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USA energy firms – history of climate change denial from 1968

US firms knew about global warming in 1968 – what about Australia?, The Conversation, , April 18, 2016 Earlier this month the satirical newspaper The Onion “reported” on the discovery in a Californian university’s archives of a dusty, yellowing report saying the time to act on climate change is now.

This week life imitated art, as it was revealed that there is indeed a decades-old report to be found in a Californian archive warning of climate impacts. The real report, as opposed to the satirical one, was written in 1968 by scientists at the Stanford Research Institute, who sent it to the American Petroleum Institute to warn of the possible impacts of carbon dioxide emissions.

That wasn’t even the start. A decade earlier, in 1959, a scientist working for oil giant Shell wrote in New Scientist about the idea of humans altering the climate, although he poured scorn on the idea.

By the early 1970s, the idea of the greenhouse effect was already in the air, if you’ll pardon the pun. It merited several pages in the Club of Rome’s landmark 1972 report, The Limits to Growth, and even got a mention in the dystopian classic 1973 film Soylent Green……..

The sceptics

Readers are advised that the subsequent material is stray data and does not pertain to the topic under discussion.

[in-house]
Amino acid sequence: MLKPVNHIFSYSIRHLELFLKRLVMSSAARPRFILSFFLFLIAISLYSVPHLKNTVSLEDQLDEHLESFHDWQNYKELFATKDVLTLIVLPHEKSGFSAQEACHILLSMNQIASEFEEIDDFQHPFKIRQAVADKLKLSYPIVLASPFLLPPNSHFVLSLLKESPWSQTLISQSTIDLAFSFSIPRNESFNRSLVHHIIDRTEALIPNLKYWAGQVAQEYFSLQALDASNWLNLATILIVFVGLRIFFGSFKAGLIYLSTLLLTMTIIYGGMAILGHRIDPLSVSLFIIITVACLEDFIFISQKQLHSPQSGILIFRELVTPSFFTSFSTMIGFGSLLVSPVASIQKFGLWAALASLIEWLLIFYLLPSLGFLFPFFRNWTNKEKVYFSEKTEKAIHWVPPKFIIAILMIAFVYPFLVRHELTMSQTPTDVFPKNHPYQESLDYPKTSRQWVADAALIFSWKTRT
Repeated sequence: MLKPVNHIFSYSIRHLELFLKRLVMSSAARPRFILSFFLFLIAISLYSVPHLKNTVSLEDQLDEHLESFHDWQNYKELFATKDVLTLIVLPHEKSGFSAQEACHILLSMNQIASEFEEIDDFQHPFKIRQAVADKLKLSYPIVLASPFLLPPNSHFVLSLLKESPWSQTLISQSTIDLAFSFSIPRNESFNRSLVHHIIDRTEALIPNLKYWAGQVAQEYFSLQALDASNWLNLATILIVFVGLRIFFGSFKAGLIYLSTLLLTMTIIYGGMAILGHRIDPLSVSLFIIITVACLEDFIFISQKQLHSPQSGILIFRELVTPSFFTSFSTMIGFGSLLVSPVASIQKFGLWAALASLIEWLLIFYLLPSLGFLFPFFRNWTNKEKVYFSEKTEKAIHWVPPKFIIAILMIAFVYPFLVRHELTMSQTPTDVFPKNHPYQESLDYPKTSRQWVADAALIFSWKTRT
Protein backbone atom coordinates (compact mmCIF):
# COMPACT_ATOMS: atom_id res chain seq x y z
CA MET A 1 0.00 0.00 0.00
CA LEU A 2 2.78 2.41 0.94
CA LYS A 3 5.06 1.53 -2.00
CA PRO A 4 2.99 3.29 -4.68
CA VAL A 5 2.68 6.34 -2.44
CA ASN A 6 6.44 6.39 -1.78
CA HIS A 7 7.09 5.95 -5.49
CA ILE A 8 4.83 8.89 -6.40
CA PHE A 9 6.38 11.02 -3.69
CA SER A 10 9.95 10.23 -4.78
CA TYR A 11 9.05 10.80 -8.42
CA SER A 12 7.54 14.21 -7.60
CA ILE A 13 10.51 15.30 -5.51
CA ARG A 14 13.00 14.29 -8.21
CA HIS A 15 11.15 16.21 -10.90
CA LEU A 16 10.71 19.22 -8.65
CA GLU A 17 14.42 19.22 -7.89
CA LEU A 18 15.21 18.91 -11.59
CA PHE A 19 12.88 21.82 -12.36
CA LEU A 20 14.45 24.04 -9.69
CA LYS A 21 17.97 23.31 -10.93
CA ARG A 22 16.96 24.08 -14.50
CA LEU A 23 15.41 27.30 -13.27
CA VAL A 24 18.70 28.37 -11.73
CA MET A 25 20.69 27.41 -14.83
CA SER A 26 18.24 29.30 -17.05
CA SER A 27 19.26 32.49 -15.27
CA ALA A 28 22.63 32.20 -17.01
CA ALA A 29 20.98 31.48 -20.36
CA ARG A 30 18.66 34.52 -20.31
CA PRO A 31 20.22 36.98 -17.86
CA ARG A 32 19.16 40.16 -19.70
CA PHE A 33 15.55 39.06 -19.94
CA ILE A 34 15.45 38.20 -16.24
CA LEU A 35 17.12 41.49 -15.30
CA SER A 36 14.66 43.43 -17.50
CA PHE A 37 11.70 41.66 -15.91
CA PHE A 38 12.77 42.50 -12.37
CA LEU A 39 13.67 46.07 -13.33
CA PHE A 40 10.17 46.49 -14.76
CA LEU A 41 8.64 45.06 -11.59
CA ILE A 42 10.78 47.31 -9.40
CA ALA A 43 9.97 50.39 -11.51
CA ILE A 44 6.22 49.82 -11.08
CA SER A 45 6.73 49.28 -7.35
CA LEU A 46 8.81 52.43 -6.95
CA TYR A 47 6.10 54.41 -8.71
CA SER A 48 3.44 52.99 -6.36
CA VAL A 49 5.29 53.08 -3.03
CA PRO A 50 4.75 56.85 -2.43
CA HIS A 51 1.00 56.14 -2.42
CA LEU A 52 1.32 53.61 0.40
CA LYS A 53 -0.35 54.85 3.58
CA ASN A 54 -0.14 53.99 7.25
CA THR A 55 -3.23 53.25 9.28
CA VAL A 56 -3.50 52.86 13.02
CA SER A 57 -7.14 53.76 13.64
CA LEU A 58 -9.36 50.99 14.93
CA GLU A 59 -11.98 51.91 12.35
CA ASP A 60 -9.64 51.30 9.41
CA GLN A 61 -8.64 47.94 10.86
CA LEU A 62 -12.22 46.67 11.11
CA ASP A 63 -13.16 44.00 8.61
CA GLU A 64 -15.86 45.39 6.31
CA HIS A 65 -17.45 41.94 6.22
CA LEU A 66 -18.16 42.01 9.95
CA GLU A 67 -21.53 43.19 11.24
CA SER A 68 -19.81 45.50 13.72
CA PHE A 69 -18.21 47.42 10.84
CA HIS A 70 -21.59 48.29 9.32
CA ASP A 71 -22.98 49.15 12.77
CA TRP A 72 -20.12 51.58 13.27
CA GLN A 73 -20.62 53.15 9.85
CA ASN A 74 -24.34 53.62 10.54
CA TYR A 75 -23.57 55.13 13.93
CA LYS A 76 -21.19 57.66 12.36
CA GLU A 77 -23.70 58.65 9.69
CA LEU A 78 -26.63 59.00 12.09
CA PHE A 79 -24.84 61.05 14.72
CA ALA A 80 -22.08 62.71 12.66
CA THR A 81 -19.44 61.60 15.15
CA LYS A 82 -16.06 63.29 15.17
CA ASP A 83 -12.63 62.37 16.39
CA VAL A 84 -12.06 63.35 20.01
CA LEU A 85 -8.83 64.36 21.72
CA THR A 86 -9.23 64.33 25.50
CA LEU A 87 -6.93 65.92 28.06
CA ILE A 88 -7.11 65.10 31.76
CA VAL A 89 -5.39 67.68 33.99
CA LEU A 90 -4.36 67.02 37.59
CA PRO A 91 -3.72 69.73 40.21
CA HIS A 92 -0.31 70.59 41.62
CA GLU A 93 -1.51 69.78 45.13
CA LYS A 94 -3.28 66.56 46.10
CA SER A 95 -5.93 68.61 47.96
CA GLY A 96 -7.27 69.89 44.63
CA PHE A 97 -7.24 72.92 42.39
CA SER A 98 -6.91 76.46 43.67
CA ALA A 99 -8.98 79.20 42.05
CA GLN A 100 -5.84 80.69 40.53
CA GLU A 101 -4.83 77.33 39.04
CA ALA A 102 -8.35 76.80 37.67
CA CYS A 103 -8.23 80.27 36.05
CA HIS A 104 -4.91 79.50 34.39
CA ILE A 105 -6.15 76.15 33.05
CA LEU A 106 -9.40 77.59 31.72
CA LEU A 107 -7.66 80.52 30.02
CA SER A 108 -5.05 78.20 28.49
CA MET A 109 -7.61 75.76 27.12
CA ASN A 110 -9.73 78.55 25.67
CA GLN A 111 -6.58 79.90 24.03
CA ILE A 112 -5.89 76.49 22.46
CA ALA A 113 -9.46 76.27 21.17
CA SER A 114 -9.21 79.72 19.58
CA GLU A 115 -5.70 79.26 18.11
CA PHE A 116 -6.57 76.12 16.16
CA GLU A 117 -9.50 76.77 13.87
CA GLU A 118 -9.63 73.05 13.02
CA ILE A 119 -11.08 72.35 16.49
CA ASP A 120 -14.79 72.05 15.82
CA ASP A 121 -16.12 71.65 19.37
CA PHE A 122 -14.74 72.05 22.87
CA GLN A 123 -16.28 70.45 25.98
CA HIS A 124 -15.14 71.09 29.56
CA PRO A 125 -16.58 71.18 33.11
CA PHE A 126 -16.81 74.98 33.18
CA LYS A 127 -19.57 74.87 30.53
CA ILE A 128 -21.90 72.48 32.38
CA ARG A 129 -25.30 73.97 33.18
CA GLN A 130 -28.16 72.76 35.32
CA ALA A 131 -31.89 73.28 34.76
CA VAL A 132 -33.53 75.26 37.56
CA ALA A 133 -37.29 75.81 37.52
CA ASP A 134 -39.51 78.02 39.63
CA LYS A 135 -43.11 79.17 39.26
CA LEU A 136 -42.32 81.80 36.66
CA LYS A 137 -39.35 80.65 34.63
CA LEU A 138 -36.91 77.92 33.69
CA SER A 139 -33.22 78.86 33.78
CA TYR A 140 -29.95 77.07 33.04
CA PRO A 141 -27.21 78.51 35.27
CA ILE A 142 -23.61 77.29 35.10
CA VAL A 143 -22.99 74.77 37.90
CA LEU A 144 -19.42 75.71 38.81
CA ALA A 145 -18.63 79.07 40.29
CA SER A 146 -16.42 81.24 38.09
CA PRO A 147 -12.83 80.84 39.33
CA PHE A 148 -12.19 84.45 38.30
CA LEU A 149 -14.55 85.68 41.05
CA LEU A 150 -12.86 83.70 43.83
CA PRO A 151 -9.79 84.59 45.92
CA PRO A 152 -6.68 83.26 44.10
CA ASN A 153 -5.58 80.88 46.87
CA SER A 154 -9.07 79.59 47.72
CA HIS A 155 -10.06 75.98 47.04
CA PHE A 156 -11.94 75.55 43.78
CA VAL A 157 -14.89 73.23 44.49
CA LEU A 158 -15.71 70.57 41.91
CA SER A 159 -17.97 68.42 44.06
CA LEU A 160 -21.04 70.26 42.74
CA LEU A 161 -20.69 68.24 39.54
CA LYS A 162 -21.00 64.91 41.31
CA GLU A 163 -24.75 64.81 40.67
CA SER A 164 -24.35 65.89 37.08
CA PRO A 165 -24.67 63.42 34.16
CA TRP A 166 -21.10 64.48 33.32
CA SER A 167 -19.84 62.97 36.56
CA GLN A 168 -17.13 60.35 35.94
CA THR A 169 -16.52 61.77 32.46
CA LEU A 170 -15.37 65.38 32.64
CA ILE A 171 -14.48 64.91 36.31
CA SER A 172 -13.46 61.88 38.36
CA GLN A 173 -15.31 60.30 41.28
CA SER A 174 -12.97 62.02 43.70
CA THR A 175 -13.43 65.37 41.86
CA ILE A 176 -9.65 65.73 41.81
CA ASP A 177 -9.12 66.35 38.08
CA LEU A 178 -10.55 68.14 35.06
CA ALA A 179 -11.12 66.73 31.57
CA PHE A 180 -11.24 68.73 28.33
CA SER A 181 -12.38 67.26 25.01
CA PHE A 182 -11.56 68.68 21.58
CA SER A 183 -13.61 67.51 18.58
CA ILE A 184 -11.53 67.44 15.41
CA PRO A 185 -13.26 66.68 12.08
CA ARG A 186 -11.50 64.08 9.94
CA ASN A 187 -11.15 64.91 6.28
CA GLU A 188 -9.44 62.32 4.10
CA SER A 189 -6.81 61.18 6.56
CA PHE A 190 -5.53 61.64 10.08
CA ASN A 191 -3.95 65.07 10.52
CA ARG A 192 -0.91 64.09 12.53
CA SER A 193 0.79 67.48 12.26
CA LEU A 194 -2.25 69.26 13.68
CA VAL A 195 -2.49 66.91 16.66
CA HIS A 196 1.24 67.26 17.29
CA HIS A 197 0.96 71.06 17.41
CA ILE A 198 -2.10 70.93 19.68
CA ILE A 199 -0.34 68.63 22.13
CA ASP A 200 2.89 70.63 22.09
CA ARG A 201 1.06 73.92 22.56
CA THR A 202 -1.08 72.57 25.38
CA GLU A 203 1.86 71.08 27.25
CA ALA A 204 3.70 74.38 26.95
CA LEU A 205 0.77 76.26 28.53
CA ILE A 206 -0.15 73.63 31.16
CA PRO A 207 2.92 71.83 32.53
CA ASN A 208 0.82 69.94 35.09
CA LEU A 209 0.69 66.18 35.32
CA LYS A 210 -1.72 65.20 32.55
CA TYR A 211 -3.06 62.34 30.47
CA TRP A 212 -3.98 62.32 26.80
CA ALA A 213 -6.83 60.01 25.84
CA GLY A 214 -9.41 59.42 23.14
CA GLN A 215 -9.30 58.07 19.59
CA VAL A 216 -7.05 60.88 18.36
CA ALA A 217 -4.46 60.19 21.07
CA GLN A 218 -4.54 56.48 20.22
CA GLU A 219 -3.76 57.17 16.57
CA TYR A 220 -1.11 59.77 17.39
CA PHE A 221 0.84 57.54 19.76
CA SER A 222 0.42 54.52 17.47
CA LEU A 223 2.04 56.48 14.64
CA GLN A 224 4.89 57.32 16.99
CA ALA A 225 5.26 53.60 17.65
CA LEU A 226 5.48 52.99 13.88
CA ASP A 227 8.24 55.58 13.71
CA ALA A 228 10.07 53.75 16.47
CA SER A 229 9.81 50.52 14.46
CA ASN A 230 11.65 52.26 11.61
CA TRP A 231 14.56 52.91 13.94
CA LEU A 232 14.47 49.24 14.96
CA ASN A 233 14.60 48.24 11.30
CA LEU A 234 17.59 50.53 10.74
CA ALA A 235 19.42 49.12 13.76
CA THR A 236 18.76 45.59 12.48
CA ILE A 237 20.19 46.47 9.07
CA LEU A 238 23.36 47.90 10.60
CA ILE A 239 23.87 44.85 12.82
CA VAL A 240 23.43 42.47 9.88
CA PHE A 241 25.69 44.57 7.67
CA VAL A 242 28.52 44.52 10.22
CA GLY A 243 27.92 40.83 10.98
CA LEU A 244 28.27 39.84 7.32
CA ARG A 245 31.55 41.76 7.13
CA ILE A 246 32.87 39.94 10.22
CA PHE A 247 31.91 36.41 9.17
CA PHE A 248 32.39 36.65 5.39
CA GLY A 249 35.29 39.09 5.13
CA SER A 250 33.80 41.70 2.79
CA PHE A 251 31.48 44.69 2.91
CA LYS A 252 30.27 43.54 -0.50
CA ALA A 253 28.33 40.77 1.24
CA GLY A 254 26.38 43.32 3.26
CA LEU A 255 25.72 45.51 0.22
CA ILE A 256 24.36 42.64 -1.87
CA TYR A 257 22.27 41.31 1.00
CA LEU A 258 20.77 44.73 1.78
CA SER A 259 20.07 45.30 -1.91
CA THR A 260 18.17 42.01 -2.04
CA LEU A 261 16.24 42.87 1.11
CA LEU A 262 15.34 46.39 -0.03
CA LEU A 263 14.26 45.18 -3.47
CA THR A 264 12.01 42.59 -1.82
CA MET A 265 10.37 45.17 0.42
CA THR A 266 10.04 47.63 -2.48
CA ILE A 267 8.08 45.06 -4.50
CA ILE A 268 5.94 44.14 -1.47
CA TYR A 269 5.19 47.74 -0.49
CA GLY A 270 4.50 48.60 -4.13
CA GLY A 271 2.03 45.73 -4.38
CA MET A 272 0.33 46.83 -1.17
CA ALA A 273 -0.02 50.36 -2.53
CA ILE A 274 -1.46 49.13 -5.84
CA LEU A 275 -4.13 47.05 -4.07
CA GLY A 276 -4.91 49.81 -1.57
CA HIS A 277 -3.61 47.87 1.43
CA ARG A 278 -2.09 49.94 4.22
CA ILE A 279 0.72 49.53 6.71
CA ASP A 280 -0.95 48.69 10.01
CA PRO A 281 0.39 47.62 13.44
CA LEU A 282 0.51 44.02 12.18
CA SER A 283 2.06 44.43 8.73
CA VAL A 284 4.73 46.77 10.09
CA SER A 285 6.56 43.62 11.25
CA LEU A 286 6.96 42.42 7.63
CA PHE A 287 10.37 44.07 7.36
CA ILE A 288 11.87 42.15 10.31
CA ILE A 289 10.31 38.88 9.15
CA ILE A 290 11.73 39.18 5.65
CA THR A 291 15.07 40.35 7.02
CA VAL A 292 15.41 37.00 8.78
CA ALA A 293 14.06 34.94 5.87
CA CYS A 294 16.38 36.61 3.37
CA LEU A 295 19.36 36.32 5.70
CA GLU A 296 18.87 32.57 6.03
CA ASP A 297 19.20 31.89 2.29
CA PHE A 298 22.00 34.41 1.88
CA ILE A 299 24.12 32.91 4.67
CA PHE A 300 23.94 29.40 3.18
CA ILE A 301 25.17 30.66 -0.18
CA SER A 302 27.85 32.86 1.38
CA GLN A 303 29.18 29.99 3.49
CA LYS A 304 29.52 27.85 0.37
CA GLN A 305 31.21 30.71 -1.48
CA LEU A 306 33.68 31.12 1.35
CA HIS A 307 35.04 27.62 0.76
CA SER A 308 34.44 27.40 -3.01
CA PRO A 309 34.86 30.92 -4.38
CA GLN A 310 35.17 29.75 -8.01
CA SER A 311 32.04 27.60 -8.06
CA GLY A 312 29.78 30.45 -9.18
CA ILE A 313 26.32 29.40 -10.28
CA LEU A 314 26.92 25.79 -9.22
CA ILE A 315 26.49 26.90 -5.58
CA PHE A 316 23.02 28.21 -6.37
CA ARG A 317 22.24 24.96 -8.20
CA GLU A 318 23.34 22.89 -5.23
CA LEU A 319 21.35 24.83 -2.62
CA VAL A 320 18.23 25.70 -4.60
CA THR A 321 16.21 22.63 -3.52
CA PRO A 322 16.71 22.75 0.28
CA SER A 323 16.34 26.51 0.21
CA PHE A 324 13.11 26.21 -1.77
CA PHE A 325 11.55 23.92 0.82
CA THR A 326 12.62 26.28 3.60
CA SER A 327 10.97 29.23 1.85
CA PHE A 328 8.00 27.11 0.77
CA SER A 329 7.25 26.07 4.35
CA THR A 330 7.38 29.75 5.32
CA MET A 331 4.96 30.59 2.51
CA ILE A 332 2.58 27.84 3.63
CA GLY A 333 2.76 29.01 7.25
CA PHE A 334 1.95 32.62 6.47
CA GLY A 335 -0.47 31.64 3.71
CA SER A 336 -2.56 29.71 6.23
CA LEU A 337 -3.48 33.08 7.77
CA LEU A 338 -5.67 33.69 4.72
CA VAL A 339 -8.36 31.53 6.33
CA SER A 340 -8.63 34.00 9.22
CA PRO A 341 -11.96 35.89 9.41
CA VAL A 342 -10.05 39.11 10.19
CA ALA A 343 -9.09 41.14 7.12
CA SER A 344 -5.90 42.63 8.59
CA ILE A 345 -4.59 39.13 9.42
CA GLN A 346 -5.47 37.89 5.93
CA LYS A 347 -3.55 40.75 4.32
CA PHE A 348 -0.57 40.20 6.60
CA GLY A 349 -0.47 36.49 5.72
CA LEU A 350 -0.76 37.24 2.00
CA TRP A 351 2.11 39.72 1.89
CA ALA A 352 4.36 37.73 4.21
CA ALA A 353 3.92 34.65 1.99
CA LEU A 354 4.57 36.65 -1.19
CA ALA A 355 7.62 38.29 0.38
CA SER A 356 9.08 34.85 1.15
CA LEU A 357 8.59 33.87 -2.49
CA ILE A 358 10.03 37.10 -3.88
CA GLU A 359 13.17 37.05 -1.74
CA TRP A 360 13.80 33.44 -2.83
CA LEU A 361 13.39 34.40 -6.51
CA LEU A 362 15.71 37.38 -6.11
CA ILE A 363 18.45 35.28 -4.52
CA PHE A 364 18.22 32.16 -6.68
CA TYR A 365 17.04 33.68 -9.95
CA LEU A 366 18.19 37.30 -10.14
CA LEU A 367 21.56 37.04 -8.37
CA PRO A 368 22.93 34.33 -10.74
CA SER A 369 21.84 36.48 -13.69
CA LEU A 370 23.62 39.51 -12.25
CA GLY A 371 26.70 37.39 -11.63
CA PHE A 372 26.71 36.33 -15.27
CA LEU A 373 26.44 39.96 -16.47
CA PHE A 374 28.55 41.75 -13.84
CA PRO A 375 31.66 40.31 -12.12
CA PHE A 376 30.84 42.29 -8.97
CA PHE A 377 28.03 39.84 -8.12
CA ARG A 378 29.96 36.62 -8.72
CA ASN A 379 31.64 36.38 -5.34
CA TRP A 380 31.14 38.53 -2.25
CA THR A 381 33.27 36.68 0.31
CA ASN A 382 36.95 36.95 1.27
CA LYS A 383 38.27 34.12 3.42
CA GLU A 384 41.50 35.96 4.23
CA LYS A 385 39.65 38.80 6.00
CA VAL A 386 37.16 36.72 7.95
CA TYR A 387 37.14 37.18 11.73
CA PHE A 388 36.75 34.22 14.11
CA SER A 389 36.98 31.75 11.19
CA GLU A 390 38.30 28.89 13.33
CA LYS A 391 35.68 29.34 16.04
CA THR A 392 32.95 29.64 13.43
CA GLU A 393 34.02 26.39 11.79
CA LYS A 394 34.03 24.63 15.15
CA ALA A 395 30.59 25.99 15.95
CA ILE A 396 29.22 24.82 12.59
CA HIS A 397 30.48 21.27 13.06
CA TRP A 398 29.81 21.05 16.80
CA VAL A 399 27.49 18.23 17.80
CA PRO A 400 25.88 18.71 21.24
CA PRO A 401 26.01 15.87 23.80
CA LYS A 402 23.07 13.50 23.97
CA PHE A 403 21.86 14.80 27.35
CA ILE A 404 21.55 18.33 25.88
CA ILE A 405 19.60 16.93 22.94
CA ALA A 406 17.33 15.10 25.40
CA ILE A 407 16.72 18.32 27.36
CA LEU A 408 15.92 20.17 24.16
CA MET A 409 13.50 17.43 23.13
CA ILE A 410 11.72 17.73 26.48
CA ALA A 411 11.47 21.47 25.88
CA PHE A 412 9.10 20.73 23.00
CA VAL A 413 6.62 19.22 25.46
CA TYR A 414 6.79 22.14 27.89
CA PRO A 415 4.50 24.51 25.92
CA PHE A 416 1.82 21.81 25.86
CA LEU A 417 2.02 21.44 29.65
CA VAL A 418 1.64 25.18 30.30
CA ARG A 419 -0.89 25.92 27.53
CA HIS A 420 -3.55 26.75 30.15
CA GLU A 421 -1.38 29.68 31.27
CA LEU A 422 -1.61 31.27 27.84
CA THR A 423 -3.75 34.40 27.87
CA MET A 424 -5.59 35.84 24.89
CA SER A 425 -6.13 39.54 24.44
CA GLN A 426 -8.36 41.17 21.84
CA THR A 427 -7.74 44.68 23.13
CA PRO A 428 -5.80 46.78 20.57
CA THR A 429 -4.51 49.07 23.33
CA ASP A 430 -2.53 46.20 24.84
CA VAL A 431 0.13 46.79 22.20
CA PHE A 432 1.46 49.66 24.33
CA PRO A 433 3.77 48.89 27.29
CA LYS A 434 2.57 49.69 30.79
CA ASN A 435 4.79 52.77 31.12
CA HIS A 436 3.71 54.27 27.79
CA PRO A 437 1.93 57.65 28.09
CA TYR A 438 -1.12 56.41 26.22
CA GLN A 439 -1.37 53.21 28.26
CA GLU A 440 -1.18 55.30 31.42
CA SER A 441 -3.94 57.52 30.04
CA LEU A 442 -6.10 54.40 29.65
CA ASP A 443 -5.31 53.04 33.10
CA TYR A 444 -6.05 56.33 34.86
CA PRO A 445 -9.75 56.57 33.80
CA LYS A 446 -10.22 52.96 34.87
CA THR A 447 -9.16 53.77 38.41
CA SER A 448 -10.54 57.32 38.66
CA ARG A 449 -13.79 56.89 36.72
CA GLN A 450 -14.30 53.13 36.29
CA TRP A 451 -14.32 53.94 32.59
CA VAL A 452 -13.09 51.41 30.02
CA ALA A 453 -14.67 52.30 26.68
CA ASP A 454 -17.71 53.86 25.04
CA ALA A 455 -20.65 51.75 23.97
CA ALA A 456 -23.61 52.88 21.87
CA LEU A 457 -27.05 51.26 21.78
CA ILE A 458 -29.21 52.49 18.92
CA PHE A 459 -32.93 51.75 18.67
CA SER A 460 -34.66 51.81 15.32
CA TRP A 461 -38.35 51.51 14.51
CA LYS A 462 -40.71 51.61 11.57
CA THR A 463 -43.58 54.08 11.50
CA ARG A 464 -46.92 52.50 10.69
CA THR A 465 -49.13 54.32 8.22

Only now is the issue really coming home to roost for fossil fuel firms, such as the world’s biggest private coal miner Peabody Energy, which this week filed for bankruptcy in the United States.

Peabody’s recently retired chief executive Greg Boyce has always been combative on the subject of climate change. He told the World Energy Congress in 2010 that:

“The greatest crisis society confronts is not a future environmental crisis predicted by computer models but a human crisis today that is fully within our power to solve – with coal.”

Its now-retired chief lobbyist Fred Palmer, in a 1997 documentary, happily and emphatically states:

“Every time you turn your car on and you burn fossil fuels and you put CO₂ in the air, you are doing the work of the Lord.”………

The fallout

The New York attorney-general’s office is now demanding answers from Exxon over its response to the climate warnings of half-a-century ago.

Meanwhile, the attorney-general of the US Virgin Islands has subpoenaed the US think tank the Competitive Enterprise Institute, a long-time ally of the fossil fuel industry, over its campaign to cast doubt on climate science.

While it is both interesting and frustrating to learn that the very companies that have worked hardest to obfuscate climate science actually knew about it before the wider public did, that knowledge doesn’t help us figure out how to deliver the sorts of deep emissions cuts that are needed now. We need to keep our eyes on the increasingly unlikely and battered prize of a habitable planet.

April 20, 2016 - Posted by | climate change, USA

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